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They are the footballing version of the English cricket team.
As many as 11 members of Die Mannschaft's 23-man squad for the ongoing World Cup have their origins in a country other than Germany.
But the Germans are not complaining.
Considering the way Joechim Loew's men have played thus far, there seems no valid reason to complain as well.
Rediff.com looks at the players whose ethnicity has given this young German team a new dimension.
In Miroslav Klose's case, Poland's loss was Germany gain.
Although Polish by birth, Klose holds German nationality and has performed exceedingly well for Die Mannschaft in the last decade or so.
Having scored five goals while helping Germany to the final of the 2002 World Cup, Klose scored the same number while winning the Golden Boot as the tournament's highest scorer in the subsequent edition in 2006.
And having won the League-Cup double with Bayern Munich this season, he opened his account in this World Cup against Australia.
Klose was born in Opole (Poland) in a sporting family.
His mother, Barbara Jez, was a member of the Poland women's national handball team, while his father, Josef Klose, played professional football.
His parents left the then communist Poland in 1978 and since his father was from an ethnic German family, they were permitted to settle there.
The rest, as they say, is history, with regard to Miroslav Klose's career.
Another Polish success story in Die Mannschaft, Lukas Podolski's story is similar to Klose's.
The 25-year-old was born in the Polish town of Gliwice.
His father, Waldemar, was a half-Polish and half-German who played professional football, winning amongst others the Polish championship in 1980.
His mother, Krystyna, like Klose's mother was a former member of the Polish national handball team.
In 1987, his family emigrated from Poland to the then West Germany. And though Podolski was eligible to play for Poland, he has been quoted as saying that the Polish football association never cared about him until he started playing for the German under-21 national team.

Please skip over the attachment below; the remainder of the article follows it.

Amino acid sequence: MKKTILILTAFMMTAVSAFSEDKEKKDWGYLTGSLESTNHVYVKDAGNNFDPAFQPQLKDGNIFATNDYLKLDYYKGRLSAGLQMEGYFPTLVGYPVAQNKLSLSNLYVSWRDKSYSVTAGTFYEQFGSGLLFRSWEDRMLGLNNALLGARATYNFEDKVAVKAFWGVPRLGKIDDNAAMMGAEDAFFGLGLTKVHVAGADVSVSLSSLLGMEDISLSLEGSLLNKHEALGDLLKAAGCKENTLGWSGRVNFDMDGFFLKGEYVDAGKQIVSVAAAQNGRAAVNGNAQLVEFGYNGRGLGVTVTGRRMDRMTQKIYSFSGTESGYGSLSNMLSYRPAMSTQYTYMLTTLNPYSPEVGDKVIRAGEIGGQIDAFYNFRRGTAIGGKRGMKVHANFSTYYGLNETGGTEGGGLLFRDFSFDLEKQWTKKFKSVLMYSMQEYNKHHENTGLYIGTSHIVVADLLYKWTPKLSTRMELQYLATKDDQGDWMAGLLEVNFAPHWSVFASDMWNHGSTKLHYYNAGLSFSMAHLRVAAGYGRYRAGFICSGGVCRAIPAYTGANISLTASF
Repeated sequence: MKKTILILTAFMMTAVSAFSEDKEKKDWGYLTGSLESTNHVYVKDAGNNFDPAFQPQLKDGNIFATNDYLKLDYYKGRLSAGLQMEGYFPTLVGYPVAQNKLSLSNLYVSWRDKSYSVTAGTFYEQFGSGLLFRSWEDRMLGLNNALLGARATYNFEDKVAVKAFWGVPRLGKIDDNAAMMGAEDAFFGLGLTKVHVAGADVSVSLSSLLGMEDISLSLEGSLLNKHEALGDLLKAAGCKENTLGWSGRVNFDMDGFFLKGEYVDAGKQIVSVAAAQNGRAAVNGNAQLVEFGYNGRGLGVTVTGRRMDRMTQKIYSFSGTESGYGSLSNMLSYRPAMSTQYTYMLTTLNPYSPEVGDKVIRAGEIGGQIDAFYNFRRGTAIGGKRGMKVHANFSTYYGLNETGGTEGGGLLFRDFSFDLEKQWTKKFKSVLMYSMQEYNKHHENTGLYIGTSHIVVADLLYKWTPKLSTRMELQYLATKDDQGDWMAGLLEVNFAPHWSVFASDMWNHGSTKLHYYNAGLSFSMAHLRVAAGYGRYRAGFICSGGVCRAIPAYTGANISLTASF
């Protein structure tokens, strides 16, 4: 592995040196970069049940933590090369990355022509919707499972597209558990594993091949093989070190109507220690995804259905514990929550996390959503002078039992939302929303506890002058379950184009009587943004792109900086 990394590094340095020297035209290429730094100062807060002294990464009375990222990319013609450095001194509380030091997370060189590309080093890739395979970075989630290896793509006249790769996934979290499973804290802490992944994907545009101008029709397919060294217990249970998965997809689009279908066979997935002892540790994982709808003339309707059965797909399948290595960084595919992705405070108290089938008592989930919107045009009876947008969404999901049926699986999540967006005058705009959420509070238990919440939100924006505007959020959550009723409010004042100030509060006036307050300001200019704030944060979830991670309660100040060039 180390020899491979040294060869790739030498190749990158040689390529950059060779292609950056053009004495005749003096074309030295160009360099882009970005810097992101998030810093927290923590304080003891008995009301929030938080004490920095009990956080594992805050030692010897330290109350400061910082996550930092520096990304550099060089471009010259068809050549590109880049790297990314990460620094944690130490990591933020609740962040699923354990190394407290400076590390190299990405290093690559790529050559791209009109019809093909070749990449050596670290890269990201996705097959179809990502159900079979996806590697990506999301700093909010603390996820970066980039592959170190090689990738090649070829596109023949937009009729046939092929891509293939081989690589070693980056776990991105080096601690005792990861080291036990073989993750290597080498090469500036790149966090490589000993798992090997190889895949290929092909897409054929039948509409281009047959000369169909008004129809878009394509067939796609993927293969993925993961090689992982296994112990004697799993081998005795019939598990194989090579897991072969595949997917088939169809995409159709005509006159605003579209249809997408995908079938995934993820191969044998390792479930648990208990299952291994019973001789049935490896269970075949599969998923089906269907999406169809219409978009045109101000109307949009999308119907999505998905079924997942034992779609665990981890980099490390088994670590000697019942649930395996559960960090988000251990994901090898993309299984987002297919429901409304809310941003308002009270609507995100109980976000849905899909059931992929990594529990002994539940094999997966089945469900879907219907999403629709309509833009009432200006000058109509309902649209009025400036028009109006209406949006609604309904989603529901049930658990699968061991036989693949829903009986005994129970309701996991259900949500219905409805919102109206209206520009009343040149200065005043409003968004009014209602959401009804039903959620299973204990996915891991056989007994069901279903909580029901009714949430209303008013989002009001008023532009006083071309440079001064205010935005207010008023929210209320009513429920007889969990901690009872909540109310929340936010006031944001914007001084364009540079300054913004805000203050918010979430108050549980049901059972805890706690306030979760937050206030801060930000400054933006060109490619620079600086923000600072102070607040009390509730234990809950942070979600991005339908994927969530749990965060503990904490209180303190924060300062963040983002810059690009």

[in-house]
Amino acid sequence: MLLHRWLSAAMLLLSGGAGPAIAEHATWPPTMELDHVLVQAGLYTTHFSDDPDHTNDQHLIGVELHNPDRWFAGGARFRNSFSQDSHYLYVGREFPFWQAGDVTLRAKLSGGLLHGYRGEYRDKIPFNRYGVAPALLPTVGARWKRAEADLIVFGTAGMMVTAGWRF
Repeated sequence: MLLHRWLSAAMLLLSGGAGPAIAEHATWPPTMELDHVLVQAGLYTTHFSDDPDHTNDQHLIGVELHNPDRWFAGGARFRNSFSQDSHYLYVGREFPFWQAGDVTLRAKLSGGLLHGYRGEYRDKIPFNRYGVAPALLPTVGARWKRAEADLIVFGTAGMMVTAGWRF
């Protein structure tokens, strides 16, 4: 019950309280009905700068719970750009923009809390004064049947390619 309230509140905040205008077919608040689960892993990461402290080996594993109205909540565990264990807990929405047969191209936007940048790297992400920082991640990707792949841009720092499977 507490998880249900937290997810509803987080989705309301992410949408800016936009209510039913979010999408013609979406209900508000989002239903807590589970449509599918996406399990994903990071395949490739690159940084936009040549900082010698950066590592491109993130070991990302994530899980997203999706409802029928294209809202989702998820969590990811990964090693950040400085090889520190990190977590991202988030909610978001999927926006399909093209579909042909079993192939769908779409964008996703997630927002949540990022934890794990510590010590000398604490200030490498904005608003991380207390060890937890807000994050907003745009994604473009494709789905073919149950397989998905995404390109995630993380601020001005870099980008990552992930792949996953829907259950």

By then Podolski had already decided he would be representing Germany.
One of the most talented players in the present German squad, Ozil, unlike Klose and Podolski, was born in Germany (at Gelsenkirchen).
However, the 21-year-old Werder Bremen player is of Turkish ancestry, with his family originally from Zonguldak in Northern Turkey.
But in 2006, when Ozil was called up for the Germany under-17 team he had no reservations whatsoever.
He has been a regular member of the team since 2007, and in June 2009 was instrumental in a 4-0 win over England that handed Germany the under-21 European Championship.
His debut for Die Mannschaft happened in February 2009, during a friendly against Norway, and he scored his first goal in his third appearance, against South Africa in September.
Claudemir Jeronimo Barretto.
Yes, that happens to be Cacau's actual name.
Although he was born in Brazil, the national team never called up Cacau.
Meanwhile, in Februray last year, the VfB Stuttgart striker became eligible to play for Germany after he acquired a German passport, having lived and played in Germany for more than eight years.
The 29-year-old made his international debut in May last year (against China) and opened his account with the German national team this May, scoring a brace in a 3 0 win over Malta.